Professor Shorrocks and the other economists reporting for Credit Suisse found that the share of the top 1% of the world’s income holders peaked at 20% in 1928, eased below 10% by the 1950s , bottomed at 8% in 1970s and then rose sharply after 1980 and returned to peak of 1920s. The inequality of wealth is even worse with the top 1% holding 48% of the world’s personal wealth. In effect, there is a ‘power law’ distribution globally for income and wealth.

The real problem is that Piketty’s explanation for rising inequality is faulty and his proposals for action either utopian or ineffective. This is where the heterodox/Marxist view of inequality comes in. While the likes of Piketty and Joseph Stiglitz entertained thousands in the big halls at ASSA, heterodox economists (including me) in the Union of Radical Political Economics presented papers to about 30-40 on Piketty exposing the flaws in his explanation. My paper argued that by deflating productive capital into a wider definition including property and financial wealth, Piketty cannot really explain rising inequality. Indeed, when housing and financial assets are stripped out, Piketty’s rate of return on assets becomes Marx’s rate of profit. And, instead of being steady and invariable as Piketty claimed, it falls.

Two main arguments have been presented by Piketty, both based on mainstream economics, to explain why the ratio of capital (wealth) to income has been rising. Piketty relies on neoclassical marginal productivity theory. This theory suggests that the more capital invested should lead to falling returns but Piketty claims there is a high rate of substitution of labour for capital in production, so the share of income going to capital rises. But as Fred Moseley showed in a paper at ASSA, marginal productivity is logically incoherent and empirically false (Moseley-Piketty).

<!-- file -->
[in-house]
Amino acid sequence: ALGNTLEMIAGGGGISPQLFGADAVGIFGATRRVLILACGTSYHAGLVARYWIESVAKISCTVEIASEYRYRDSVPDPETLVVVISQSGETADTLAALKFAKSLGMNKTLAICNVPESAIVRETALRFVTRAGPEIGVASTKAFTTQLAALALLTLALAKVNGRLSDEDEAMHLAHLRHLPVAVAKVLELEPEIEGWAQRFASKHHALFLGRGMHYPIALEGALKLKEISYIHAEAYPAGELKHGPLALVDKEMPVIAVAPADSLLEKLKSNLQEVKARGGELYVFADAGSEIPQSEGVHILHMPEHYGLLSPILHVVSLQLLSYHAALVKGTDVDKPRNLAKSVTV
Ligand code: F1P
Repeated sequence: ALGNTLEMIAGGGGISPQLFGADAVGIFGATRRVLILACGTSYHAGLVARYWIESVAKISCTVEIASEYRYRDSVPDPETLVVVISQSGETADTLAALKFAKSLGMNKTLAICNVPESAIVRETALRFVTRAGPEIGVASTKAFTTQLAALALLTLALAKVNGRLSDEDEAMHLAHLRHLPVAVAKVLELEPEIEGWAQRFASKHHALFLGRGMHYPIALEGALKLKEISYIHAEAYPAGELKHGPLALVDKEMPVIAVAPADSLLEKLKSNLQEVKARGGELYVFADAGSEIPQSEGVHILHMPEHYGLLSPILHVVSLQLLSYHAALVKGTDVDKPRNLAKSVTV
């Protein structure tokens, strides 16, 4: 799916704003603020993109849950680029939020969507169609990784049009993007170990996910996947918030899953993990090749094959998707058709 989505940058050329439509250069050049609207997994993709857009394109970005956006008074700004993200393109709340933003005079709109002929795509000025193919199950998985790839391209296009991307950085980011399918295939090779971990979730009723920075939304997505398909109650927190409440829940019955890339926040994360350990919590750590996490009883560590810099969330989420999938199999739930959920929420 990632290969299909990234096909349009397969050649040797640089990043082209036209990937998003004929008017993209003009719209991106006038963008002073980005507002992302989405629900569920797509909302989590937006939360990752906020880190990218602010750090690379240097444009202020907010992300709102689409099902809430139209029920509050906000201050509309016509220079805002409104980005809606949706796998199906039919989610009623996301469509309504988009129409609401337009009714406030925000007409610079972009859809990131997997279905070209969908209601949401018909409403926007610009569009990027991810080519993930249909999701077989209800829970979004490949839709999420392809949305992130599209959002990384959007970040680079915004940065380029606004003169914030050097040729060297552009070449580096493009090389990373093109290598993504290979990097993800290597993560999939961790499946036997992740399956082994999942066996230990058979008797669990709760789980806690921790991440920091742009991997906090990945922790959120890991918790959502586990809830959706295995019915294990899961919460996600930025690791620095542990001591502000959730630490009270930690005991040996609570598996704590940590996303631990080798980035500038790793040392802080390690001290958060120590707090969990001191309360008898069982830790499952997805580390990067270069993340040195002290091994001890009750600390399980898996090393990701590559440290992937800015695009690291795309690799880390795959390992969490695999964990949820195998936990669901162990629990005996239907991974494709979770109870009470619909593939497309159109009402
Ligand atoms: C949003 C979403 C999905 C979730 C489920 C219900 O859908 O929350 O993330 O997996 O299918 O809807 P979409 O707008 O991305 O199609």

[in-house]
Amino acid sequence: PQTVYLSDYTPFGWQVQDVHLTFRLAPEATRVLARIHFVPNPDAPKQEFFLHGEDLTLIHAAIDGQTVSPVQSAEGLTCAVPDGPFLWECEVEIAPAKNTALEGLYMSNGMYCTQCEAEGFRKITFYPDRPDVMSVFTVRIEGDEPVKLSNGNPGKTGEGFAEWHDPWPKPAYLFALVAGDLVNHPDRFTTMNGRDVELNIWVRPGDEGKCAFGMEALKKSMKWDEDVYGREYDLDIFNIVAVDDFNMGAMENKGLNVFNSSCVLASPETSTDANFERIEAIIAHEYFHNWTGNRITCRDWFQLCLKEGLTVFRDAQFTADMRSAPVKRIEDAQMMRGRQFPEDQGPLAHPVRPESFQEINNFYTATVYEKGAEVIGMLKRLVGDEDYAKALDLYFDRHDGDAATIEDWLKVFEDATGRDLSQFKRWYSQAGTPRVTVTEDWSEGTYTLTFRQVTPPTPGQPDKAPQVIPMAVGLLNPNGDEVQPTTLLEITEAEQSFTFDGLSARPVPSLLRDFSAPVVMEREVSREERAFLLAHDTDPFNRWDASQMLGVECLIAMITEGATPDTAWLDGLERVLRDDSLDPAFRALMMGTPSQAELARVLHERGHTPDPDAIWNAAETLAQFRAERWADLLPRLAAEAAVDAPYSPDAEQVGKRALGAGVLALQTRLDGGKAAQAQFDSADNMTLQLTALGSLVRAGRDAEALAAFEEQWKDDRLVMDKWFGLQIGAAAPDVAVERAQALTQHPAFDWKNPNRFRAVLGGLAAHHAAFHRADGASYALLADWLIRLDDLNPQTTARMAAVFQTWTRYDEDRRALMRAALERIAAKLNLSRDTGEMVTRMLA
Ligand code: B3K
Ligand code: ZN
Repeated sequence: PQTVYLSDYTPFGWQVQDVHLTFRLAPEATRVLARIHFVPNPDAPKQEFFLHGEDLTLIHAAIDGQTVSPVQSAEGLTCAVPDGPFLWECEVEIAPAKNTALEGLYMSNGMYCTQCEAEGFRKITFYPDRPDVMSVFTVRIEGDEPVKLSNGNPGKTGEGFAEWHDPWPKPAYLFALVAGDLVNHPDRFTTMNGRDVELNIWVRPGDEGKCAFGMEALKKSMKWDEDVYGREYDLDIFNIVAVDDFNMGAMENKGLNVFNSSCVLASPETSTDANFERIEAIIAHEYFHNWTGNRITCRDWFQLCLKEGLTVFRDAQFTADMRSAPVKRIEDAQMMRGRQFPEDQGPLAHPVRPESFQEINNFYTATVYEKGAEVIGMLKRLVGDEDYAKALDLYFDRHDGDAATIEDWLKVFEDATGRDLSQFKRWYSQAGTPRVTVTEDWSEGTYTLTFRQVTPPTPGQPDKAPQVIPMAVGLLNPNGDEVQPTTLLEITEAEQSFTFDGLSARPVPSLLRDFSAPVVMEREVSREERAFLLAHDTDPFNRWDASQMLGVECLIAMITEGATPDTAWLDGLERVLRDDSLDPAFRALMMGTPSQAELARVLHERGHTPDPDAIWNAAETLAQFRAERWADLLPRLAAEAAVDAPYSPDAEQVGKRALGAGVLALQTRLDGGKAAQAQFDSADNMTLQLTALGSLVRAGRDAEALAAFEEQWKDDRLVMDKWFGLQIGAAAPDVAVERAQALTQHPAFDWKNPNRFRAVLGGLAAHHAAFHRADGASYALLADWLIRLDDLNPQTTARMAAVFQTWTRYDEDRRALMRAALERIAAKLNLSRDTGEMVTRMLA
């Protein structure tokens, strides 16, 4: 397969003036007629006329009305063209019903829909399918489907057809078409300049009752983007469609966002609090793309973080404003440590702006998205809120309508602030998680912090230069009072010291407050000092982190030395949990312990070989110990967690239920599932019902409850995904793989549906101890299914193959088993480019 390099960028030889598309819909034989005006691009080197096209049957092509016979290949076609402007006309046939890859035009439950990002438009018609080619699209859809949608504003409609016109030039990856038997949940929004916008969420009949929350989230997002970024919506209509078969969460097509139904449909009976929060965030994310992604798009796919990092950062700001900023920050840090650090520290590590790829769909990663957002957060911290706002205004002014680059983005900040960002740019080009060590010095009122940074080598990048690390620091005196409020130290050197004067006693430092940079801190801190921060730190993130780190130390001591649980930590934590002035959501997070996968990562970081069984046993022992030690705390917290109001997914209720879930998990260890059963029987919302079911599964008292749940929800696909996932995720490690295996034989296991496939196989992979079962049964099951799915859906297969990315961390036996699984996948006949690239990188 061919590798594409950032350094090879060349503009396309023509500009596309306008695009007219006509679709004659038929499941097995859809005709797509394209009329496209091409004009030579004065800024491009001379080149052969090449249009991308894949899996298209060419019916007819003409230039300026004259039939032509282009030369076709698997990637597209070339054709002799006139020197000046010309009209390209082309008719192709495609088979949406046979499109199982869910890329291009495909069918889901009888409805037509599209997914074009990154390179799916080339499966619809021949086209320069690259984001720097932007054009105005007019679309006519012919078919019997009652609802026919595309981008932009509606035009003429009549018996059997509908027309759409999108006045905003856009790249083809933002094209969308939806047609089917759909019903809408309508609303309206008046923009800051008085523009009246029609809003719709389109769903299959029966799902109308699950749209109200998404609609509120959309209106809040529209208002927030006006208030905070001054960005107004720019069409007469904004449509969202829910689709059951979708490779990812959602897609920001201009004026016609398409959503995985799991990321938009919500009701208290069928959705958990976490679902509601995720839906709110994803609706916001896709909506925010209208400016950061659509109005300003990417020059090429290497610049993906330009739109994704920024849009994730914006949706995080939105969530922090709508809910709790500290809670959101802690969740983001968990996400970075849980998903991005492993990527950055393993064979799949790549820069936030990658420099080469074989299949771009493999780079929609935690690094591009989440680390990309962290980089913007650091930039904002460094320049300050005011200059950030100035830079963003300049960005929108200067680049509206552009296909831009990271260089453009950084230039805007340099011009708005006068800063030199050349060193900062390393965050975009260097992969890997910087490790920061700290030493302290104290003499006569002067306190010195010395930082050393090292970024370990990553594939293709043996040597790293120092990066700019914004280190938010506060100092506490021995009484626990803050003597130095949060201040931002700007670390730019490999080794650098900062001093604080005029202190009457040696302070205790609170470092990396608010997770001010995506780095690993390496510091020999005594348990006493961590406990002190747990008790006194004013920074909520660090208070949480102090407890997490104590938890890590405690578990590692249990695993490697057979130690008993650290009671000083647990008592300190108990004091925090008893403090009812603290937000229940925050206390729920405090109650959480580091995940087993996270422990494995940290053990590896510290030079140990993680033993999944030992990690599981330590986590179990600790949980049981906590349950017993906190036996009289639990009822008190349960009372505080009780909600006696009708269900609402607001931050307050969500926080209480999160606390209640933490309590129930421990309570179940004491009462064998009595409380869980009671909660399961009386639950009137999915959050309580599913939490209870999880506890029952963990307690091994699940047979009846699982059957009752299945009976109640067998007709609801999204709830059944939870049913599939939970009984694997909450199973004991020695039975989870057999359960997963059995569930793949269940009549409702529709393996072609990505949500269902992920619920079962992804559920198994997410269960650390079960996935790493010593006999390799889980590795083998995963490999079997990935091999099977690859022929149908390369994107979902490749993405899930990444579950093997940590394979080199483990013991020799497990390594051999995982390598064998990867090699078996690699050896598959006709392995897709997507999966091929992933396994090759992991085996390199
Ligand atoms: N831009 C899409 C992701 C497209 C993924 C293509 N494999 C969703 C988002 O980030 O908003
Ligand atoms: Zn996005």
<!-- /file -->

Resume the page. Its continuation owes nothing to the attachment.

The other argument from Piketty is that, over the long term, as the savings ratios of households rises, it will eventually lead to a rising capital share. Well, a paper by Frank Thompson at the University of Michigan showed that, while this is theoretically possible, it is extremely unlikely to be achieved (URPE@ASSA Piketty presentation (n 9) and indeed, others calculated that it could take 200 years of balanced economic growth to explain rising capital share and inequality by rising savings rates!

As the URPE sessions showed, a simpler and clearer explanation of rising inequality in the last 30 years in most economies is increased exploitation of labour by capital. There has been a rising rate exploitation along with a huge switch of value into the financial sector which is owned and controlled by the top 1%, or even just the top 0.1%. Marx’s exploitation theory is a better explanation of inequality compared to marginal productivity or rising savings rates.  The so-called neoliberal period was characterised by holding down wages, globalisation, a reduction in job security and privatisation of public services, all of which boosted the rate of surplus value. So we entered the world of super-managers, oligarchs and top families that Piketty describes in his book.